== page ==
Edinburgh Research Explorer

The ATLAS3D project - X. On the origin of the molecular and ionized gas in early-type galaxies

Research output: Contribution to journalArticle

  • Timothy A. Davis
  • Katherine Alatalo
  • Marc Sarzi
  • Martin Bureau
  • Lisa M. Young
  • Leo Blitz
  • Paolo Serra
  • Alison F. Crocker
  • Davor Krajnović
  • Richard M. McDermid
  • Maxime Bois
  • Frédéric Bournaud
  • Michele Cappellari
  • Roger L. Davies
  • Pierre-Alain Duc
  • P. Tim de Zeeuw
  • Eric Emsellem
  • Harald Kuntschner
  • Pierre-Yves Lablanche
  • Raffaella Morganti
  • Thorsten Naab
  • Tom Oosterloo
  • Nicholas Scott
  • Anne-Marie Weijmans

Related Edinburgh Organisations

Original languageEnglish
Pages (from-to)882-899
JournalMonthly Notices of the Royal Astronomical Society
Volume417
Issue number2
DOIs
StatePublished - 1 Oct 2011

Abstract

We make use of interferometric CO and H I observations, and optical integral-field spectroscopy from the ATLAS3D survey, to probe the origin of the molecular and ionized interstellar medium (ISM) in local early-type galaxies. We find that 36 ± 5 per cent of our sample of fast-rotating early-type galaxies have their ionized gas kinematically misaligned with respect to the stars, setting a strong lower limit on the importance of externally acquired gas (e.g. from mergers and cold accretion). Slow rotators have a flat distribution of misalignments, indicating that the dominant source of gas is external. The molecular, ionized and atomic gas in all the detected galaxies are always kinematically aligned, even when they are misaligned from the stars, suggesting that all these three phases of the ISM share a common origin. In addition, we find that the origin of the cold and warm gas in fast-rotating early-type galaxies is strongly affected by environment, despite the molecular gas detection rate and mass fractions being fairly independent of group/cluster membership. Galaxies in dense groups and the Virgo cluster nearly always have their molecular gas kinematically aligned with the stellar kinematics, consistent with a purely internal origin (presumably stellar mass loss). In the field, however, kinematic misalignments between the stellar and gaseous components indicate that at least 42 ± 5 per cent of local fast-rotating early-type galaxies have their gas supplied from external sources. When one also considers evidence of accretion present in the galaxies' atomic gas distributions, ≳46 per cent of fast-rotating field ETGs are likely to have acquired a detectable amount of ISM from accretion and mergers. We discuss several scenarios which could explain the environmental dichotomy, including preprocessing in galaxy groups/cluster outskirts and the morphological transformation of spiral galaxies, but we find it difficult to simultaneously explain the kinematic misalignment difference and the constant detection rate. Furthermore, our results suggest that galaxy mass may be an important independent factor associated with the origin of the gas, with the most massive fast-rotating galaxies in our sample (MK≲-24 mag; stellar mass of ≈8 × 1010 M⊙) always having kinematically aligned gas. This mass dependence appears to be independent of environment, suggesting it is caused by a separate physical mechanism.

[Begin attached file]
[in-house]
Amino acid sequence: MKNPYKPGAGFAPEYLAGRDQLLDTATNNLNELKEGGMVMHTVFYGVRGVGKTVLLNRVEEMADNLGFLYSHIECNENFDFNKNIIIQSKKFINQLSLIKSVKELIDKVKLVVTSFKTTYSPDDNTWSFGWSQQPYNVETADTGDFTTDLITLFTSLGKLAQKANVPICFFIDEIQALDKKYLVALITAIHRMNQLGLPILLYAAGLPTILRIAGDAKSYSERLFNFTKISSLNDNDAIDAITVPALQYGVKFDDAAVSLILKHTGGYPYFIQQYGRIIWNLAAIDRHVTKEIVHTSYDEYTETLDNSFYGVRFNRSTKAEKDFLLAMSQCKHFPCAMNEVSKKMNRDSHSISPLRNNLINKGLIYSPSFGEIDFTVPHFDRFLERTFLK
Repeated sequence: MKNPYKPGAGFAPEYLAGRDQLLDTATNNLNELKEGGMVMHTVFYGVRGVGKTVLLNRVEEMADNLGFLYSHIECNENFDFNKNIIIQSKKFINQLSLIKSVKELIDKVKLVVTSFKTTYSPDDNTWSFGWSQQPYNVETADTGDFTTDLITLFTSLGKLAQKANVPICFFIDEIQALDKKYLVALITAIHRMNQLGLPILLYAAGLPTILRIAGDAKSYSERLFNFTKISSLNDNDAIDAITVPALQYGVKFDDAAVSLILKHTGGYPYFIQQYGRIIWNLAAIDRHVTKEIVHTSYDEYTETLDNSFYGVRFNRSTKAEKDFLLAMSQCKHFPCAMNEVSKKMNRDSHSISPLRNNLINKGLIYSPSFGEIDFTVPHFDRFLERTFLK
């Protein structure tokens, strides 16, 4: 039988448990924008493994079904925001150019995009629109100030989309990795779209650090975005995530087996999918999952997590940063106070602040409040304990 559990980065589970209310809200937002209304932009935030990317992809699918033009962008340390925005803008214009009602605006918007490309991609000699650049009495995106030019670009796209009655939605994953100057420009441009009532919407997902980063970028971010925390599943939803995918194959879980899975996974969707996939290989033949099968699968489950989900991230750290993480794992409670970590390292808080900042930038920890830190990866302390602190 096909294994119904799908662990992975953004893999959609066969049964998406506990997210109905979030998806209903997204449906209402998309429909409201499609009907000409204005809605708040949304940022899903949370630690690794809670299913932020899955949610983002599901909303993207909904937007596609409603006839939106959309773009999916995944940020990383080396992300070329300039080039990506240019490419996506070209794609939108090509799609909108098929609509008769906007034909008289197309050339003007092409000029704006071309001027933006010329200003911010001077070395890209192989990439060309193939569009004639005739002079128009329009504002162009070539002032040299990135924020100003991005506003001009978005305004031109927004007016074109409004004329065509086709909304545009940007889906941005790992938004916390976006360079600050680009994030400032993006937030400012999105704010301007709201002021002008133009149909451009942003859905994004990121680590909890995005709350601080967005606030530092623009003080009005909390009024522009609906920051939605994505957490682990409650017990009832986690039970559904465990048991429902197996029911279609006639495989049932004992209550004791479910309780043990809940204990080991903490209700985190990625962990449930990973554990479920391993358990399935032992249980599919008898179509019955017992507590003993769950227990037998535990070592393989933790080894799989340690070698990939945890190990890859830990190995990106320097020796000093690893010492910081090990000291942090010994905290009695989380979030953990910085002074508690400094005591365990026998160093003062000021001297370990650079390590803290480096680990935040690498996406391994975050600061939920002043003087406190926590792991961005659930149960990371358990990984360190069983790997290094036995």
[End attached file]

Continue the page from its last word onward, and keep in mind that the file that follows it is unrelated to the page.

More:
Research areas

  • stars: mass-loss, ISM: evolution, ISM: molecules, galaxies: elliptical and lenticular, cD, galaxies: evolution, galaxies: ISM

ID: 11173107